PI: Scott Owens, University of Kent

  • CakeML is a functional programming language and an ecosystem of associated proofs and tools, including a formally verified compiler to various processor architectures
  • CakeML currently lacks support for verifying libraries that use unsafe features, for example, array accesses w/o bounds checks
  • The RustBelt project uses the Iris framework to reason about unsafe features of Mozilla’s Rust language
  • This exploratory project investigated the feasibility of using RustBelt’s Iris to verify CakeML programs: we established that it is not possible to use Iris as-is, and that it one must develop an Iris-like logic for CakeML

CakeML is a dialect of the ML family of programming languages and was originally designed to play a central role in trustworthy software systems. The CakeML project is an ongoing collaboration between S. Owens (Kent, UK), M. Myreen (Chalmers, Sweden), and J. Pohjola and M. Norrish (Data61, Australia). The project’s main accomplishment is the first fully verified compiler for a practical, functional programming language.

The RustBelt project aims to put the safety of Mozilla’s Rust programming language on a firm semantic foundation. Rust’s standard libraries make widespread internal use of unsafe blocks, which enable them to opt out of the type system when necessary. The hope is that such unsafe code is properly encapsulated, preserving language-level safety guarantees from Rust’s type system. However, subtle significant bugs with such code have already been discovered by RustBelt.

This project explored the way in which fundamental mathematical insights from RustBelt could be incorporated into CakeML’s suite of verification tools, setting the foundation for follow-up projects with greater scope for more advanced unsafe features, such as C’s malloc and free, or passing CakeML data to C functions. Such features are important, as they bring end-to-end verification to performance-critical areas, such as uni-kernel operating systems, or distributed systems where even (non-end-to-end) verified systems are known to be buggy.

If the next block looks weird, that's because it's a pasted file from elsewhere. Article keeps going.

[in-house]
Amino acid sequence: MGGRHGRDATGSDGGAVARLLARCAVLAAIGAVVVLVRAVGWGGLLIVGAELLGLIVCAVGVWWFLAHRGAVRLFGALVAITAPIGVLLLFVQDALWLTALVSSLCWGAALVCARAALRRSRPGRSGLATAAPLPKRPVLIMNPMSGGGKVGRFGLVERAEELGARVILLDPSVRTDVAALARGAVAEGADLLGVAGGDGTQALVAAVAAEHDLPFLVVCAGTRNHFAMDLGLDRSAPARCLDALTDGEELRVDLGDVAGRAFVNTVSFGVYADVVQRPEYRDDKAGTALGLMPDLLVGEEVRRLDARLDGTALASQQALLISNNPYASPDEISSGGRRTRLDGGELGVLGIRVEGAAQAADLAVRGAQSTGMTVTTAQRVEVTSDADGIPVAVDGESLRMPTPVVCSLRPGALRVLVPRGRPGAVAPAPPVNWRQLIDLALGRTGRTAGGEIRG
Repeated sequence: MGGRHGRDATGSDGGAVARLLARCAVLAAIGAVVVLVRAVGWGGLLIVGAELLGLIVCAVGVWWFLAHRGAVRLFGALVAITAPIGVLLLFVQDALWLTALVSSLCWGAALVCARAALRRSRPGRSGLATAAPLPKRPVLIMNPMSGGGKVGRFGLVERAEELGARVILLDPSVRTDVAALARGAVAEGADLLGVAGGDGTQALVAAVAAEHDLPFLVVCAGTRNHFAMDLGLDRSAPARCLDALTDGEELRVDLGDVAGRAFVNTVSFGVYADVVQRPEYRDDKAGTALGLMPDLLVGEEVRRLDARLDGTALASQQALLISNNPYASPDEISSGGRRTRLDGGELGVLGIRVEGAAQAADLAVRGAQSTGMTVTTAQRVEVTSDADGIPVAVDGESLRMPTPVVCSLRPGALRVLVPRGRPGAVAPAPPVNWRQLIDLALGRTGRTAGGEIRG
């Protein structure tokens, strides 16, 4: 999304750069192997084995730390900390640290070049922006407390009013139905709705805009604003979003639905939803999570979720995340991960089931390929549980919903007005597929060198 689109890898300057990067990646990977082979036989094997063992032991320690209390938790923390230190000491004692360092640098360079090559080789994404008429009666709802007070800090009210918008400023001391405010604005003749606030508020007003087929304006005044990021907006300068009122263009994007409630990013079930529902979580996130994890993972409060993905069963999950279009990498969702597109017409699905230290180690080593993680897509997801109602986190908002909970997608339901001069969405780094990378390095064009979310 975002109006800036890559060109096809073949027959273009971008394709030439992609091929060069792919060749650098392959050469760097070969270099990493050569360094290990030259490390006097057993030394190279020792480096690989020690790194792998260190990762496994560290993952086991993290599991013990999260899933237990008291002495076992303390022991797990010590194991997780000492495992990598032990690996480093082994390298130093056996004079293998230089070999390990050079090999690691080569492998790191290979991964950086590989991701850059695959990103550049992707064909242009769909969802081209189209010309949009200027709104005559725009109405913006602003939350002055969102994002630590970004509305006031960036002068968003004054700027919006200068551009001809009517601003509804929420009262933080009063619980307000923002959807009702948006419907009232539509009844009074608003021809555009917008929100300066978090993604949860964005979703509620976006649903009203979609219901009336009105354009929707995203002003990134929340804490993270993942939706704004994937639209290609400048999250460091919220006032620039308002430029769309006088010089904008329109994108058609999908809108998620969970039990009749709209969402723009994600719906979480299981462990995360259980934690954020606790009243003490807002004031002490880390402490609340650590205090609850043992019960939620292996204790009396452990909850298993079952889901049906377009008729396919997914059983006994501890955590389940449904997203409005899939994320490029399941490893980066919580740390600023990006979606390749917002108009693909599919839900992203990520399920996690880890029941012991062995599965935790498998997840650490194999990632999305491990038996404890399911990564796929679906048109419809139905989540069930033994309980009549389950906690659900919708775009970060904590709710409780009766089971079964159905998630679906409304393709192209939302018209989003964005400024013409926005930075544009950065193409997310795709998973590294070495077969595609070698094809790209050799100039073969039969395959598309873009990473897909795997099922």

CakeML Infrastructure

We have established, while Iris technology can, in principle, solve the problems observed in CakeML, we would need to re-design the logical foundations of Iris to accommodate the CakeML proof ecosystem. In particular, the HOL4 theorem prover of CakeML has foundational differences from RustBelt’s Coq theorem prover. This is the subject of our subsequent VeTSS project.

RELATED GRANTS. Dr Scott Owens, EPSRC Grant: “Trustworthy Refactoring”, 09/2016-03/2020, £728,766.

PUBLICATIONS. H. Férée, J. Å. Pohjola, R. Kumar, S. Owens, M. O. Myreen, and S. Ho “Program Verification in the Presence of I/O Semantics, verified library routines, and verified applications”, VSTTE 2018.

IMPACT.  “At Rockwell Collins, we use CakeML in projects to build avionics components with formally proven behavioural guarantees: these components have to exhibit high performance. In some cases, this can be achieved by algorithmic transformations already justifiable in CakeML. Beyond that, a great deal more performance can be obtained by unsafe (formally verified) compilation steps, and we are eager to take advantage of such advances when they become available.”– Konrad Slind, Senior Industrial Logician, Rockwell Collins –